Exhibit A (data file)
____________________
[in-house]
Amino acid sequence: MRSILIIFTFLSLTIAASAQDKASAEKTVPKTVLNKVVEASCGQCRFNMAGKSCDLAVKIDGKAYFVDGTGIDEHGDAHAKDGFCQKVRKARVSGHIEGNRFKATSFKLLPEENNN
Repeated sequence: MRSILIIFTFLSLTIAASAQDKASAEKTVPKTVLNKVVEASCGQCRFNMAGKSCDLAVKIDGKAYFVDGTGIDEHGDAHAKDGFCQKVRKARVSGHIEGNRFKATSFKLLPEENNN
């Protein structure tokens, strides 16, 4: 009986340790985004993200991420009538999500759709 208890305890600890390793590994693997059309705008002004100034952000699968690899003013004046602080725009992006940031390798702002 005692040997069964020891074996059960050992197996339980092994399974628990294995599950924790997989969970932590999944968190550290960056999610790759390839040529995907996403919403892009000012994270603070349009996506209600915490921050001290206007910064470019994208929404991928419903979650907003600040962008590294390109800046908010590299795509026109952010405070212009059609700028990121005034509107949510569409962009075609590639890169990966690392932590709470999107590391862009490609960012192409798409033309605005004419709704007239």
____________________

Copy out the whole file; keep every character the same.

[in-house]
Amino acid sequence: MRSILIIFTFLSLTIAASAQDKASAEKTVPKTVLNKVVEASCGQCRFNMAGKSCDLAVKIDGKAYFVDGTGIDEHGDAHAKDGFCQKVRKARVSGHIEGNRFKATSFKLLPEENNN
Repeated sequence: MRSILIIFTFLSLTIAASAQDKASAEKTVPKTVLNKVVEASCGQCRFNMAGKSCDLAVKIDGKAYFVDGTGIDEHGDAHAKDGFCQKVRKARVSGHIEGNRFKATSFKLLPEENNN
């Protein structure tokens, strides 16, 4: 009986340790985004993200991420009538999500759709 208890305890600890390793590994693997059309705008002004100034952000699968690899003013004046602080725009992006940031390798702002 005692040997069964020891074996059960050992197996339980092994399974628990294995599950924790997989969970932590999944968190550290960056999610790759390839040529995907996403919403892009000012994270603070349009996506209600915490921050001290206007910064470019994208929404991928419903979650907003600040962008590294390109800046908010590299795509026109952010405070212009059609700028990121005034509107949510569409962009075609590639890169990966690392932590709470999107590391862009490609960012192409798409033309605005004419709704007239």